The recall vote for Taiwan Statebuilding Party Legislator Chen Po-wei (陳柏惟) on Saturday next week has little to do with his performance as a legislator representing Taichung’s second electoral district. It is a local issue, but not in the way that recalls are intended to be. More significantly, it concerns national, and even international, political power play.
Chen has had a target on his back ever since he won the seat in last year’s legislative elections as a dark-horse candidate against then-Chinese Nationalist Party (KMT) legislator Yen Kuan-hen (顏寬恆).
Yen is the son of former Non-Partisan Solidarity Union legislator Yen Ching-piao (顏清標), a former convict affiliated with the KMT who has been a powerful figure in Taichung for decades as a result of, not in spite of, his shadowy background. The Yen family’s long-term grip on the electoral district was broken by Chen’s victory and they, together with the KMT, are hoping for his recall so that the younger Yen can reclaim his “birthright.”
Chen’s recall motion — launched by the pro-unification New Party, an offshoot of the KMT — just days after former Kaohsiung mayor Han Kuo-yu (韓國瑜) was recalled in June last year, was just the first in a wave of “retributive” recalls that has included independent Kaohsiung City Councilor Huang Jie (黃捷) and former Taoyuan city councilor Wang Hao-yu (王浩宇) — Huang survived the vote, Wang did not — and still threatens independent Legislator Freddy Lim (林昶佐).
While Huang was vilified by Han and KMT supporters for her questioning of the former mayor in the city council, Chen’s part in Han’s recall was far more direct: He was the spokesman of the Taiwan Radical Wings Party, the precursor to the Taiwan Statebuilding Party, and actively campaigned for Han’s ouster.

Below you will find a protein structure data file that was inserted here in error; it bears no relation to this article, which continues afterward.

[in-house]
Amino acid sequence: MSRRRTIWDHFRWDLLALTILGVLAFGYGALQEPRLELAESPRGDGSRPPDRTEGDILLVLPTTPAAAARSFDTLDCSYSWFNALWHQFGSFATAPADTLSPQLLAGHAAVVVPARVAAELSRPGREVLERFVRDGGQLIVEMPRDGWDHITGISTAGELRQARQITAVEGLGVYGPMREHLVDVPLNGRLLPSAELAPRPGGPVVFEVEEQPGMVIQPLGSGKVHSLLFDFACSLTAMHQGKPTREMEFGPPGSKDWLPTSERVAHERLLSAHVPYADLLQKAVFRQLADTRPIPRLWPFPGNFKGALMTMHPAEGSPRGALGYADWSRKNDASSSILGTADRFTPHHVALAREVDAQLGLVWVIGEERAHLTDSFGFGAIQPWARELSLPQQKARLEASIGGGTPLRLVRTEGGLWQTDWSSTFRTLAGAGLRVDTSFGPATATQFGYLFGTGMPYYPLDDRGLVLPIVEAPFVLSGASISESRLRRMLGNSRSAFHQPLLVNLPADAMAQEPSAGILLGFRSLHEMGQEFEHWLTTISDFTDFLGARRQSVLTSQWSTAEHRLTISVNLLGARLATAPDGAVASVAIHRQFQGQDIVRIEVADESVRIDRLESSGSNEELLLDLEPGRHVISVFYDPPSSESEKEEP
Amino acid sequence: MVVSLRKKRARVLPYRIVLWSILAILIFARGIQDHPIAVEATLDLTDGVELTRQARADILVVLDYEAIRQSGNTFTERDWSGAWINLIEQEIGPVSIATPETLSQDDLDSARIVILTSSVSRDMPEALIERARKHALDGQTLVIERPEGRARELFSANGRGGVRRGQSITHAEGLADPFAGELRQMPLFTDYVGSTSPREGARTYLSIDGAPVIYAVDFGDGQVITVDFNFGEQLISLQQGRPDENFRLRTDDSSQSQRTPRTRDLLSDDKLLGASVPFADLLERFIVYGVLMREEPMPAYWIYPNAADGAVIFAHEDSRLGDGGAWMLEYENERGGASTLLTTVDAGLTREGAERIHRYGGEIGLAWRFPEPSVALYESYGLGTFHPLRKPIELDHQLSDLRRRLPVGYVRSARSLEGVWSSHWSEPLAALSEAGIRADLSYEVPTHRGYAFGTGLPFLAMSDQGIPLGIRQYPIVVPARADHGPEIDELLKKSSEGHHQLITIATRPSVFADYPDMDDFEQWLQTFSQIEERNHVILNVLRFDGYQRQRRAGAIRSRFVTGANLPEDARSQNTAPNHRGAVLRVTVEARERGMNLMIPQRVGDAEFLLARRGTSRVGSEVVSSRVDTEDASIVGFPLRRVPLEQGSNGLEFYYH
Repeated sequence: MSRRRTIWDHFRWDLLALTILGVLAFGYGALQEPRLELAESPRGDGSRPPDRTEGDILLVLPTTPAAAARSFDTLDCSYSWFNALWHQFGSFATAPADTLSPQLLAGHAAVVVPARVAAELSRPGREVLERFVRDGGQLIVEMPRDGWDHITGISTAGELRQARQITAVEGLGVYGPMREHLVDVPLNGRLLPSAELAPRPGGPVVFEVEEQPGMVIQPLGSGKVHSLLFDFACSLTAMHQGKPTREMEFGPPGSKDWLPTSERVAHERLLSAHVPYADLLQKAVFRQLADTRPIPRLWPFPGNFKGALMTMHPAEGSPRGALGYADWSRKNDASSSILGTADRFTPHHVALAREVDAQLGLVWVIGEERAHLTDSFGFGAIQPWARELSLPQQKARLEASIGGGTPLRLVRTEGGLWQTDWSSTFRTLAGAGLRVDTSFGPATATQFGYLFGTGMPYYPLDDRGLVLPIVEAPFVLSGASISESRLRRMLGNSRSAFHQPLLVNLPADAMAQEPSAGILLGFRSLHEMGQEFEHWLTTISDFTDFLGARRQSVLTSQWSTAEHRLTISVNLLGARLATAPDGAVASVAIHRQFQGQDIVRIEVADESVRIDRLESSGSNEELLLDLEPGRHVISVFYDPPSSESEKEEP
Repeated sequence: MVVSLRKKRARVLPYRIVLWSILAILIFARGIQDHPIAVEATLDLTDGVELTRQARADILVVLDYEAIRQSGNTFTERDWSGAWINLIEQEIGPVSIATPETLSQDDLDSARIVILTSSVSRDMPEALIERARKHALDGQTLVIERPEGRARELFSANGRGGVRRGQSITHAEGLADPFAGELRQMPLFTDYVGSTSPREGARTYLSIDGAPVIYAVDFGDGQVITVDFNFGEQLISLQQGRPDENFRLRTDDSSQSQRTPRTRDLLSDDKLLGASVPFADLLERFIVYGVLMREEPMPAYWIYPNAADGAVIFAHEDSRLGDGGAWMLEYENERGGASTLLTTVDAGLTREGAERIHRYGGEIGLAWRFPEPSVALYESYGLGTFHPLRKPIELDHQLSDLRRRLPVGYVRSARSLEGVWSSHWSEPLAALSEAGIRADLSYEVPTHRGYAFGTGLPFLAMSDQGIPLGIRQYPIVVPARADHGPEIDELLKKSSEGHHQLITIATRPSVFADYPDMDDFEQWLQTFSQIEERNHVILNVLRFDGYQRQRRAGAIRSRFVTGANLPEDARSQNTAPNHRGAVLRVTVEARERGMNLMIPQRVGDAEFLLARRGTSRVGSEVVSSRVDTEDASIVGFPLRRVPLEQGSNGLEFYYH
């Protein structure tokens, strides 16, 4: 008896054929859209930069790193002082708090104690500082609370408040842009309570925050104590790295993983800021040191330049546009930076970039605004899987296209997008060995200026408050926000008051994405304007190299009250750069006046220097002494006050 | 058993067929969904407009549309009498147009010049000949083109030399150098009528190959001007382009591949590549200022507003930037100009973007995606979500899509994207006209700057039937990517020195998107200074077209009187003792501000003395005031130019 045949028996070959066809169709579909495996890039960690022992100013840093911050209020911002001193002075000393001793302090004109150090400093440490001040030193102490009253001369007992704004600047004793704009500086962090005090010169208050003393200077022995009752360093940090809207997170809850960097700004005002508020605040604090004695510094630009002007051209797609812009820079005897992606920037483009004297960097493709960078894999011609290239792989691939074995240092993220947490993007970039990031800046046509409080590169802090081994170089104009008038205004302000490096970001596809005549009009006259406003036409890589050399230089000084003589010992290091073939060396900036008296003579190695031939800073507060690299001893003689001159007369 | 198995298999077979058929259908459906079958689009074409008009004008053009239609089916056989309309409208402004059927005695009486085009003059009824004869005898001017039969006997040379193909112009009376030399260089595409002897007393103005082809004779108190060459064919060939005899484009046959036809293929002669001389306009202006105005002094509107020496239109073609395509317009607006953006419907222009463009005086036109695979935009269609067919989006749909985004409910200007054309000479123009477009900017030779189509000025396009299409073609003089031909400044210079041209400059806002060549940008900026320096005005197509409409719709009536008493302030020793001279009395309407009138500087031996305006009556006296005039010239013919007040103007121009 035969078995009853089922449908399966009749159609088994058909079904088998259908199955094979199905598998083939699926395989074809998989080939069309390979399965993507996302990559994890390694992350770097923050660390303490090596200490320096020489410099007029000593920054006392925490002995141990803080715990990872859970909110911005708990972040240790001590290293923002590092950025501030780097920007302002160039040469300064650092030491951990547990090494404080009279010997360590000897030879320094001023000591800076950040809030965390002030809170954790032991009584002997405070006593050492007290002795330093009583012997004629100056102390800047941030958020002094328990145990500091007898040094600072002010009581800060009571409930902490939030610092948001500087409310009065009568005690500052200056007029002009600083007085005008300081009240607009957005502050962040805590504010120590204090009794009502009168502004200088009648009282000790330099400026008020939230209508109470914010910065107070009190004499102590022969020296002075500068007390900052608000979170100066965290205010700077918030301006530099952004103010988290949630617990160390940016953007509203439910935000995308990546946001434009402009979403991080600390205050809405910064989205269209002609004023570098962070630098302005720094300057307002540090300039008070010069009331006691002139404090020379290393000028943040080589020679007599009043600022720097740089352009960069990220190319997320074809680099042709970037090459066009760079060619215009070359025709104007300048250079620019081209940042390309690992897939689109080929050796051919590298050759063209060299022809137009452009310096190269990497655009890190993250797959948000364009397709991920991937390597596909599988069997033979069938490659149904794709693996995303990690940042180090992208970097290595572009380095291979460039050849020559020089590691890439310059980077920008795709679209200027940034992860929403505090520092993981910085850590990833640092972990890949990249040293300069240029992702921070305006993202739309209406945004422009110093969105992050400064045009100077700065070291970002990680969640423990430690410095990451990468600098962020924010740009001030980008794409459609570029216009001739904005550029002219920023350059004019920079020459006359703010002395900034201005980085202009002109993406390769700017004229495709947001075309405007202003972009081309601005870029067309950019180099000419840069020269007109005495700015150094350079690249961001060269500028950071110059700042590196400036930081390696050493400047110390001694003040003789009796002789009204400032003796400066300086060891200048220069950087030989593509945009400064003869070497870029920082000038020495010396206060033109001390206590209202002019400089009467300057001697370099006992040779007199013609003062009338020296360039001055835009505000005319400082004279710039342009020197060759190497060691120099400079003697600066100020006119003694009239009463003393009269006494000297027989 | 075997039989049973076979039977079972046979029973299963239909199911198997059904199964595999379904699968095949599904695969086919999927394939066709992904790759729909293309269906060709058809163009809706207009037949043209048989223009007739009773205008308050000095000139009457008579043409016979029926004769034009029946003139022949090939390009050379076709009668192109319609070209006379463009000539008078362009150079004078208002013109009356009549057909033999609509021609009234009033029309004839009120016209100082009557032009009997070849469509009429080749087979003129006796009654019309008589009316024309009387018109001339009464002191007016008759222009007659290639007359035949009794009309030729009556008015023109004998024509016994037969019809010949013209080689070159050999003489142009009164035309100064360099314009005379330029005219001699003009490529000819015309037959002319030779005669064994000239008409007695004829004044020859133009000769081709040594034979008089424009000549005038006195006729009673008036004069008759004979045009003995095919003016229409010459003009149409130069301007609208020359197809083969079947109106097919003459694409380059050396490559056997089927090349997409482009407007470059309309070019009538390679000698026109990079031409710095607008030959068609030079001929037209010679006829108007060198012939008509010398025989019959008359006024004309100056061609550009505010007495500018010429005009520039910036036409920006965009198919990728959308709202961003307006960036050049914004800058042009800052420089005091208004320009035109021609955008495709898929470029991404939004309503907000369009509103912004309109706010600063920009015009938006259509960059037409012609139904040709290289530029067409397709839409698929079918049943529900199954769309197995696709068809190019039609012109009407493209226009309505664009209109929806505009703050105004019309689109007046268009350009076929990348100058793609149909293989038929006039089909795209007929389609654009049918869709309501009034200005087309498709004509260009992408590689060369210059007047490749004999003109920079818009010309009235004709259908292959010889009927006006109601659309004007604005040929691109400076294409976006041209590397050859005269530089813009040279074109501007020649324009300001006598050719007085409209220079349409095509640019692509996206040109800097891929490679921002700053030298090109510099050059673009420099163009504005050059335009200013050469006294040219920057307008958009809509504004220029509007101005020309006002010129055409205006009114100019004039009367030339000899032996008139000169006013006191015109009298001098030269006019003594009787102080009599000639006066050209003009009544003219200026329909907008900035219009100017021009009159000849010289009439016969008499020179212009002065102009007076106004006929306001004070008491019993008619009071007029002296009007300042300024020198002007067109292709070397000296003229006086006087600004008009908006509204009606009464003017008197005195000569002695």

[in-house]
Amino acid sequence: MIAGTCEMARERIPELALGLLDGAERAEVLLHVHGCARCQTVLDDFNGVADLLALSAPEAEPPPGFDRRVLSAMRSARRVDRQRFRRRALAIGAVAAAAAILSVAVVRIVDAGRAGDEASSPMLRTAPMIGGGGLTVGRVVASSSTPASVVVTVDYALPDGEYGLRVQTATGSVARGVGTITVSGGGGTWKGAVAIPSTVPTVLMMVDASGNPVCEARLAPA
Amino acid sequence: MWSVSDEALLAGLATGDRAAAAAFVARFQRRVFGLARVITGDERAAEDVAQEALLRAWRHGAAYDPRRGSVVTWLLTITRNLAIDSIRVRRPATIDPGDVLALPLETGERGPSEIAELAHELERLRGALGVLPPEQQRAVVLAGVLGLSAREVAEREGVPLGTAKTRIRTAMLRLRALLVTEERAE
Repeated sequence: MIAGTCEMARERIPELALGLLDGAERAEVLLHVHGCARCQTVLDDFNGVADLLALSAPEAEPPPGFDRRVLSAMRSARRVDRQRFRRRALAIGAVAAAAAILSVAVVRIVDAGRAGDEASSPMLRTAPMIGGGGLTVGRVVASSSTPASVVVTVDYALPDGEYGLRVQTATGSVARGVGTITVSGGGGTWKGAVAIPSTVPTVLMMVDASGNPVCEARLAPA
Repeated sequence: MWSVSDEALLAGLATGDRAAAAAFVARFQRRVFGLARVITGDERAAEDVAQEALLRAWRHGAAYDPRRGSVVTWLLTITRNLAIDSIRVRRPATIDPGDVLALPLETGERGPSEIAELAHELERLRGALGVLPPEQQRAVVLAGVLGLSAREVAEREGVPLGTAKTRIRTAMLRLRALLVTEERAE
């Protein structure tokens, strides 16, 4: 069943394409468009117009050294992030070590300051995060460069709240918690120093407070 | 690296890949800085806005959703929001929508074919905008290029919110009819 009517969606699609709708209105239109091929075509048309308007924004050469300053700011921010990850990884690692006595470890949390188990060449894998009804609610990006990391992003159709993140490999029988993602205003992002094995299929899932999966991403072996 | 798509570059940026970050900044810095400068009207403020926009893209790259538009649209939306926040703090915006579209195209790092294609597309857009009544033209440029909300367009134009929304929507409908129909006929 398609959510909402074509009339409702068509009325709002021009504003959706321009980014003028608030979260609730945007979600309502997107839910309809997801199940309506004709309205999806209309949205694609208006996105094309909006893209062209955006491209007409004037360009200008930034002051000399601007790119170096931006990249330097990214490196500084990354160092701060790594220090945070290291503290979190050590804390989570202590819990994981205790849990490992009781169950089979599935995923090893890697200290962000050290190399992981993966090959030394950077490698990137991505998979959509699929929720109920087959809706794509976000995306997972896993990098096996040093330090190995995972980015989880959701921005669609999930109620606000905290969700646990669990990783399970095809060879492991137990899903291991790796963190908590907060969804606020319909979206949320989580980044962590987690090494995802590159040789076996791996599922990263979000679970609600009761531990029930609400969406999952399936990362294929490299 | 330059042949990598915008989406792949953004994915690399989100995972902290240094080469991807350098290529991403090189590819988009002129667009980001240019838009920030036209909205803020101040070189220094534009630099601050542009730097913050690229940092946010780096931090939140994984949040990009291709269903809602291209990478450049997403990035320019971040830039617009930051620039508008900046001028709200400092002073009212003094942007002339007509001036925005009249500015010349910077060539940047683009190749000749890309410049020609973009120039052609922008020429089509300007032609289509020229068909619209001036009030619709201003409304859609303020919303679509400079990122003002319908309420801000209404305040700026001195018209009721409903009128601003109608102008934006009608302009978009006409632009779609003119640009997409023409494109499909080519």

More than a year since that “original sin,” Chen’s recall has morphed from being a retributive action on the local level to part of the KMT’s national strategy to reclaim the presidency. The KMT does not care about avenging Han’s recall, but it is happy to exploit the lingering anger of his supporters among its core voter base.
Recalls are intended as a mechanism for voters to remove an official in-between elections if that person is deemed to be negligent or unfit for office. However, as KMT Chairman Eric Chu (朱立倫) said during his campaign for the party chairpersonship, the four referendums scheduled for Dec. 18 and Chen’s recall were two major weapons in the party’s attempt to regain the presidency. Other major KMT figures have also linked the recall to a vote on Premier Su Tseng-chang’s (蘇貞昌) leadership.
If that seems a stretch, KMT Legislator Lee De-wei (李德維) helpfully pointed out that Chen had consistently voted in line with the Democratic Progressive Party (DPP) — from lifting a ban on pork imports containing the feed additive ractopamine to the government’s policy on COVID-19 vaccines. The Taiwan Statebuilding Party is a small political party, and Chen is its only legislator. It presents no challenge to the KMT in terms of clout.
The party is mostly aligned with the DPP, but has been vociferously critical of President Tsai Ing-wen’s (蔡英文) reluctance to move further toward independence. Its strong pro-independence stance is an affront to the KMT’s mission of protecting the Republic of China against a “Republic of Taiwan.” However, it is the Chinese Communist Party that appears to be even more determined to stamp out the influence of Chen’s party in the legislature.
Chu’s focus on Chen’s recall, and his mobilization of KMT forces to get it passed, could be interpreted as his kowtowing to his masters in Beijing.
Whatever the outcome, it is becoming increasingly clear that the local mechanism is being manipulated and exploited for national political ends, and is even open to foreign influence. The government needs to rethink the recall process.
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